Jeremy Hellickson – Even more painful than promoting a Rockies pitcher is suggesting the Jeremy Hellickson can be a fantasy commodity. Once again the surface would suggest there’s nothing to see: 4.62 ERA, 1.33 WHIP and 121 K over 146 IP. He did manage to best league average in K/9 and BB/9, and his GB% of 42.4%, while still below league average, marked a career best and perhaps a change in approach. Hellickson is a lock for the Phillies rotation, and while it was four years ago, don’t forget Hellickson did manage a high 2-low 3 ERA for a two-year period. I’m not suggesting for a second Hellickson will return to those levels. However, given the skill set and perhaps a little luck I could see a mid 3 ERA over 170 IP with 150 K’s.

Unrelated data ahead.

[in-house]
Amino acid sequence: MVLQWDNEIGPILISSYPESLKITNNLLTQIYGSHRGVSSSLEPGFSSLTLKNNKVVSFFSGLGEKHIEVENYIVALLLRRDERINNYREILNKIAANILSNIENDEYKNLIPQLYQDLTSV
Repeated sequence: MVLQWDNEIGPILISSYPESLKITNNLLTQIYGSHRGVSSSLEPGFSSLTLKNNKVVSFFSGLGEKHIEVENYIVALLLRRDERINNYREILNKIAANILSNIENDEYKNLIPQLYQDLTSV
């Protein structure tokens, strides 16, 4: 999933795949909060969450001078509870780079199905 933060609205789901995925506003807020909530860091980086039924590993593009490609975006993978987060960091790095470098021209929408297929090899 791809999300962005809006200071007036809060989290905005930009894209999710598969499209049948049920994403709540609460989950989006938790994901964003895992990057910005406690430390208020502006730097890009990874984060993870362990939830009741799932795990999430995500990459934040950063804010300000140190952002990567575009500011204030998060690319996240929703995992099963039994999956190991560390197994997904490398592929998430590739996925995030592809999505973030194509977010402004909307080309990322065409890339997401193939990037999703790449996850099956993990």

The SP landscape has changed in fantasy. Last year the NFBC set a record with 11 SP among the Top 50 in ADP. This year that number is 18. Among the Top 100, 27 are starting pitchers. These changes will lead to adjustments in draft strategy and ultimately a much broader knowledge of the SP pool will be needed. After you get outside of the top two tiers in SP, the surface stats all begin to blend together. That’s where knowing the underlying skills and identifying those who will break out and those who will break down makes all the difference. While GAWKing in public may get you a slap on the face, doing so with the starting pitcher pool could very well win you a title.